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France’s great hope: Romain Sicard taking it slow in rookie year

  • By Andrew Hood
  • Published Feb. 25, 2010

Sicard solo'd to the U23 title last year in Switzerland. AFP PHOTO / POOL /GABRIELE PUTZU

Roman Sicard, the reigning U23 world champion, could be the rider the French have been waiting for since Bernhard Hinault last won the Tour de France in 1985.

Sicard, 22, made his debut on French soil last weekend at the Tour of Haut Var, but he said it’s too early to speak about inheriting Hinault’s throne.

“ I don’t believe I can set concrete goals in my first season. This year, I want to get to know a higher level competing in the biggest races,” he said on a team-posted interview. “I need to learn and continue on my way little by little.”

Sicard made a big splash in 2009, which included victories in the pro ranks at the Subida al Naranco in Spain and overall victory at the Tour de l’Avenir.

The funny thing is, no French teams came calling despite his phenomenal 2009 season. A native of France’s Basque region, Sicard was snagged by Euskaltel-Euskadi and becomes only the second French rider to race for the Basque-backed team.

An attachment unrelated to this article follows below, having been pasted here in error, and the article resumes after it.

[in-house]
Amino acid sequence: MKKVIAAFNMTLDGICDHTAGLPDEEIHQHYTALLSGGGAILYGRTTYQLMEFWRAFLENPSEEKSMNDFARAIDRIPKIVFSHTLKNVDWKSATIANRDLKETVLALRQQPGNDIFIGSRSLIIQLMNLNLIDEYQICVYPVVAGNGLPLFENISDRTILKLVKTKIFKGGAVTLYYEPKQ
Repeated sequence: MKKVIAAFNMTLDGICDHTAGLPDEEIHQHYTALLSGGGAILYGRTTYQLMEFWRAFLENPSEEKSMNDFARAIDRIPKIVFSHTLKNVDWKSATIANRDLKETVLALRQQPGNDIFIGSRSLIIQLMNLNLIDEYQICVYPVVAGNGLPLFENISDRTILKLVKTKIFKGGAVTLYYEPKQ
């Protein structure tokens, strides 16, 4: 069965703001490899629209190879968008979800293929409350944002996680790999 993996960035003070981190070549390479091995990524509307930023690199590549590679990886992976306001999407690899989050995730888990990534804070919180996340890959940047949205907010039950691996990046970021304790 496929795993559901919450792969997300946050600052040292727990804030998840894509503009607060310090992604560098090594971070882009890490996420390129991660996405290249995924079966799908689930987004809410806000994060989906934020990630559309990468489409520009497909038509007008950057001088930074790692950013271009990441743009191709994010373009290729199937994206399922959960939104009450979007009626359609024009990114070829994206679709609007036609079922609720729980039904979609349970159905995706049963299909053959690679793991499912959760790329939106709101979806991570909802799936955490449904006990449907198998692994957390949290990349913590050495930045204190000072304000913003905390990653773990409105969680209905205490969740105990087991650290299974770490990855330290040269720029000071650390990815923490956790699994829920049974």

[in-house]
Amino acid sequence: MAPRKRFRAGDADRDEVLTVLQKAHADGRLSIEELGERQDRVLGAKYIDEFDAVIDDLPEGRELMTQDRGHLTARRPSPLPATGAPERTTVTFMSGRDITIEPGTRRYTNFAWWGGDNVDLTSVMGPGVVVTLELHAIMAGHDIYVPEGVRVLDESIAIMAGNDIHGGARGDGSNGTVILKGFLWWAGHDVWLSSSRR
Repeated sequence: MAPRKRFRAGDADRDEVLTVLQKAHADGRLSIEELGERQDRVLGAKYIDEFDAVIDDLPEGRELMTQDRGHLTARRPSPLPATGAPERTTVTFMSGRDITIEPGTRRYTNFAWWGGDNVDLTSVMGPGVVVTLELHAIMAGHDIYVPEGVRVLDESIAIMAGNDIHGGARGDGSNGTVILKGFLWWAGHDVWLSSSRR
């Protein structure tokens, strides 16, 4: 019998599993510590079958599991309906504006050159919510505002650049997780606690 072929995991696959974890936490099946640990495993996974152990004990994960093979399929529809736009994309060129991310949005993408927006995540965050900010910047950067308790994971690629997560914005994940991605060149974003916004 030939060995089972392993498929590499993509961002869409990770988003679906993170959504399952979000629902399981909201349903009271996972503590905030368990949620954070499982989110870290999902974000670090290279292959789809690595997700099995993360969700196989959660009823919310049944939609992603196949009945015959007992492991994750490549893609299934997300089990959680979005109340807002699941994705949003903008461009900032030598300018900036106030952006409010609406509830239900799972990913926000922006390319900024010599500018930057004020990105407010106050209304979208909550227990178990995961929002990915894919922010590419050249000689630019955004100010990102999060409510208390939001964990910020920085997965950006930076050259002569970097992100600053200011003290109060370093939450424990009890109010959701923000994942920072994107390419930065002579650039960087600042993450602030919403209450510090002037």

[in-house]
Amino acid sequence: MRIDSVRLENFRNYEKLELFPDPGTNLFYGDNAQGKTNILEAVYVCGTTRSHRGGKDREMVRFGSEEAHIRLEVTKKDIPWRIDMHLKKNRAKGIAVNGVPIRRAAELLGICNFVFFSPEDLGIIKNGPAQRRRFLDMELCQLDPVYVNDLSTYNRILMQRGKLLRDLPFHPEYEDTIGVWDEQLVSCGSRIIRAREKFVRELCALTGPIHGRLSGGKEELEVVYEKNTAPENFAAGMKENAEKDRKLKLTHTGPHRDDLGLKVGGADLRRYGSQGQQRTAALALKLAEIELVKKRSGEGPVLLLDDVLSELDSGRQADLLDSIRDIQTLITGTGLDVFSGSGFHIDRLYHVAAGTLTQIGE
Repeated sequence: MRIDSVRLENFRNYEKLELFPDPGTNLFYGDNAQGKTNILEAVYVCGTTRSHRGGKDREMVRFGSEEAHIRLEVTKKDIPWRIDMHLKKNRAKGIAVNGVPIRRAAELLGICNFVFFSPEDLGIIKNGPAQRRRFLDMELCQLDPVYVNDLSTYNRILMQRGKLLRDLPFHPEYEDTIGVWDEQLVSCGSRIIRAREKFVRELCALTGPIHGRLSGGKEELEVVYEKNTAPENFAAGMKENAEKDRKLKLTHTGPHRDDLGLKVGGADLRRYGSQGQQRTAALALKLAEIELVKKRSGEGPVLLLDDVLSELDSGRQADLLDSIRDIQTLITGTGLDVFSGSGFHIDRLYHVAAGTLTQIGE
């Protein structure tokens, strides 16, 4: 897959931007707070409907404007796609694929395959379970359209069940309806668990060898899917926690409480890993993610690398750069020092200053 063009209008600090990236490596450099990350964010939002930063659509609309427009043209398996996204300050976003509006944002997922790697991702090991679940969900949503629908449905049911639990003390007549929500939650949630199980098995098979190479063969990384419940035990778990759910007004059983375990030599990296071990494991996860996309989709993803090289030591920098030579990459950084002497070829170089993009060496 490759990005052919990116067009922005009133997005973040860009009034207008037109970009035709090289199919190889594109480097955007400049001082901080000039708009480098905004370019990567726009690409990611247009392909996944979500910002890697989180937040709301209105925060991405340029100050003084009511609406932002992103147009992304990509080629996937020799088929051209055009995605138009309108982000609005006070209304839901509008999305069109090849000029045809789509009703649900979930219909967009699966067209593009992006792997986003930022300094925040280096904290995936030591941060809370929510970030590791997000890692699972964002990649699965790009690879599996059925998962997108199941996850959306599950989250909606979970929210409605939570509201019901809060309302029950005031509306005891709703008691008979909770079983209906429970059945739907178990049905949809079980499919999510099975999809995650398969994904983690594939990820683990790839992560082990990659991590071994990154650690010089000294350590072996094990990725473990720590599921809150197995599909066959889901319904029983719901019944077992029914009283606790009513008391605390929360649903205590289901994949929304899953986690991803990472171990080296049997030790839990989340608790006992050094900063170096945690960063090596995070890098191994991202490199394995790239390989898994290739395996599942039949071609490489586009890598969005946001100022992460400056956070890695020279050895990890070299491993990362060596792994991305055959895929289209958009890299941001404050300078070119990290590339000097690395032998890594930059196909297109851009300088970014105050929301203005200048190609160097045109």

Sicard made his pro debut at the Tour Down Under, and he quickly fell ill, but bounced back to finish 54th at the Tour du Haut Var last weekend.

“The extra attention from (French) fans shouldn’t influence me, though it’s certain the public’s support will be positive. Their support is very important in cycling,” he said. “I have to concentrate on the work I have to do, on learning and on my progression. I should continue at my own pace.”

Sicard is getting thrown into the deep end for the spring classics, with a heavy schedule that will include Ghent-Wevelgem, Tour of Flanders and Paris-Roubaix.

His top goals come later in the season, but the team still hasn’t decided if they will send their protégé to the Giro d’Italia or the Vuelta a España. More likely is a start in the Dauphiné Libéré.

“I hope to be at my best in May and June. There are some important races and I should be at my best by then,” he said. “I don’t know if you’ll see me before, it depends on my progress, but I should prioritize on these months.”

No matter where he races this year, the French will be watching closely to how well the Basque team protects their national jewel.

FILED UNDER: News / No Spoil / Road TAGS: /

Andrew Hood

Andrew Hood

Andrew Hood cut his journalistic teeth at Colorado dailies before the web boom opened the door to European cycling in the mid-1990s. Hood has covered every Tour de France since 1996 and has been VeloNews' European correspondent since 2002.

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